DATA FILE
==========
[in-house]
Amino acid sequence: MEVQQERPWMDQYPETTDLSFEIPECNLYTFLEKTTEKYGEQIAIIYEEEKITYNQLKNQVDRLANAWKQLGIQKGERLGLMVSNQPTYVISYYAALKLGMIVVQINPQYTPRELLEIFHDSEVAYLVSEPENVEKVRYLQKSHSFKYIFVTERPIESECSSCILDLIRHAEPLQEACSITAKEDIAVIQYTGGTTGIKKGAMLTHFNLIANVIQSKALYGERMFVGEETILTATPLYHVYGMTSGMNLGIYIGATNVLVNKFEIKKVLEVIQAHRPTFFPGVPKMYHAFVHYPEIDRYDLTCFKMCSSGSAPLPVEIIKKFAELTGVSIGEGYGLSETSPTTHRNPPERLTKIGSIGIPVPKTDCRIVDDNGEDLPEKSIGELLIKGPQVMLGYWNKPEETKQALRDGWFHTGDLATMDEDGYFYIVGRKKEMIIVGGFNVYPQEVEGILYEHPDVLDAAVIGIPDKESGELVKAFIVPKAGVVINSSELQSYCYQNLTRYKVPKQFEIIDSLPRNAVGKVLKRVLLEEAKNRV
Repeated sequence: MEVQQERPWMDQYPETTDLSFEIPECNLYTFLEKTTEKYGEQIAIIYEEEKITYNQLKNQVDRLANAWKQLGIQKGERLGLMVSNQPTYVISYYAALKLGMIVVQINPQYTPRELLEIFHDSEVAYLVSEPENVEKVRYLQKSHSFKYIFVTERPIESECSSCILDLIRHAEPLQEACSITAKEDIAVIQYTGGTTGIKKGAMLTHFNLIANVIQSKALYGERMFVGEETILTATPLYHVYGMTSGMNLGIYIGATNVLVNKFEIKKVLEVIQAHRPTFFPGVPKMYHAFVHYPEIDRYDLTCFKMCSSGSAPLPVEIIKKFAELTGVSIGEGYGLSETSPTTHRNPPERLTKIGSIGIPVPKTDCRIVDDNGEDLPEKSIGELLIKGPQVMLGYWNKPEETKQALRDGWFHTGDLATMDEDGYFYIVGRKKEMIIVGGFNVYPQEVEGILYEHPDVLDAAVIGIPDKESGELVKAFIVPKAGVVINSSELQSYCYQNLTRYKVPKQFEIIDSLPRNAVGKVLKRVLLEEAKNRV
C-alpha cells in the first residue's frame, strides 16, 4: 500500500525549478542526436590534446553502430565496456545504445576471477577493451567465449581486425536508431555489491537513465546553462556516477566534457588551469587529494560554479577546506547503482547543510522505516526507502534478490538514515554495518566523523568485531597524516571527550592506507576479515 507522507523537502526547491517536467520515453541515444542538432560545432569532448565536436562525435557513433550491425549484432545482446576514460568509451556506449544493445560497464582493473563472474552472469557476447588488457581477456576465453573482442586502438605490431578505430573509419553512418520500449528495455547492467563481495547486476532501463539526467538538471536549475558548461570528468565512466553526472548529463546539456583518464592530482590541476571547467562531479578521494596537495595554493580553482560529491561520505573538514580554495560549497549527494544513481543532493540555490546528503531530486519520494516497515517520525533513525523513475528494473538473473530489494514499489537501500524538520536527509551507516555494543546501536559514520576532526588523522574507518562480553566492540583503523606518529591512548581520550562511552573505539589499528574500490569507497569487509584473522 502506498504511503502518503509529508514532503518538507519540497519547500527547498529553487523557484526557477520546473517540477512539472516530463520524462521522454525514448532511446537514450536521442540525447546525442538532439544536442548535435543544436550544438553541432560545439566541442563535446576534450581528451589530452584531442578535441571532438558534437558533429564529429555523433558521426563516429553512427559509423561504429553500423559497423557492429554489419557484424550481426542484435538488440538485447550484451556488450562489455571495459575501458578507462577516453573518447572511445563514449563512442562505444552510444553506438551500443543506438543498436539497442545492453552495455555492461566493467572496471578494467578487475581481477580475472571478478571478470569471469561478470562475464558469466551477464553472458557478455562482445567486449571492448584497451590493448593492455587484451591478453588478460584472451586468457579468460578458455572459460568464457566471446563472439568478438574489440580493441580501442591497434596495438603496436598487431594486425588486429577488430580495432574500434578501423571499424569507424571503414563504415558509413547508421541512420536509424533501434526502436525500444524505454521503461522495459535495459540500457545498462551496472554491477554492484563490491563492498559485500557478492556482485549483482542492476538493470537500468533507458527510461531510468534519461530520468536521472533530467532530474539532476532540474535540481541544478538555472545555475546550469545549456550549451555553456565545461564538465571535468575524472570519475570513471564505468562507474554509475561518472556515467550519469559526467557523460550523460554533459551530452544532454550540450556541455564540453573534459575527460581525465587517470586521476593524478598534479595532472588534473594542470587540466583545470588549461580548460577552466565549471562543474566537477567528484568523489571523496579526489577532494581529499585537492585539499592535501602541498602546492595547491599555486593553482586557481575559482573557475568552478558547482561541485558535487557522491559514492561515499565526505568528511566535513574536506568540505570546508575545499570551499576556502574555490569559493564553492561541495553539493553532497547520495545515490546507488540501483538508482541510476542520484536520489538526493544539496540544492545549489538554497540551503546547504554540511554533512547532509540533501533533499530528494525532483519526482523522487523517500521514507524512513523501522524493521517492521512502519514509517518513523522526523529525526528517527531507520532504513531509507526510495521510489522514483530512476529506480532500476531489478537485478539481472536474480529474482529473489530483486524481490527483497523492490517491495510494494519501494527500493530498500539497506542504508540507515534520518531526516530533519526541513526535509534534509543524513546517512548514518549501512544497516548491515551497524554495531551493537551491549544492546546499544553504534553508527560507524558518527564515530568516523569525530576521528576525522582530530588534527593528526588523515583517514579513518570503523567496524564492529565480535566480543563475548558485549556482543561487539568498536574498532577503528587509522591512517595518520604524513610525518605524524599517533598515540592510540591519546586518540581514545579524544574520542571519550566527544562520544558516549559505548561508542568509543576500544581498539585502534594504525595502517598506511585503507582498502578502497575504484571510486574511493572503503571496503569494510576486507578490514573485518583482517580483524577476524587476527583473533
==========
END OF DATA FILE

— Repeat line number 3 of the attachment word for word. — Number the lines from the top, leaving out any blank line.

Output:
Repeated sequence: MEVQQERPWMDQYPETTDLSFEIPECNLYTFLEKTTEKYGEQIAIIYEEEKITYNQLKNQVDRLANAWKQLGIQKGERLGLMVSNQPTYVISYYAALKLGMIVVQINPQYTPRELLEIFHDSEVAYLVSEPENVEKVRYLQKSHSFKYIFVTERPIESECSSCILDLIRHAEPLQEACSITAKEDIAVIQYTGGTTGIKKGAMLTHFNLIANVIQSKALYGERMFVGEETILTATPLYHVYGMTSGMNLGIYIGATNVLVNKFEIKKVLEVIQAHRPTFFPGVPKMYHAFVHYPEIDRYDLTCFKMCSSGSAPLPVEIIKKFAELTGVSIGEGYGLSETSPTTHRNPPERLTKIGSIGIPVPKTDCRIVDDNGEDLPEKSIGELLIKGPQVMLGYWNKPEETKQALRDGWFHTGDLATMDEDGYFYIVGRKKEMIIVGGFNVYPQEVEGILYEHPDVLDAAVIGIPDKESGELVKAFIVPKAGVVINSSELQSYCYQNLTRYKVPKQFEIIDSLPRNAVGKVLKRVLLEEAKNRV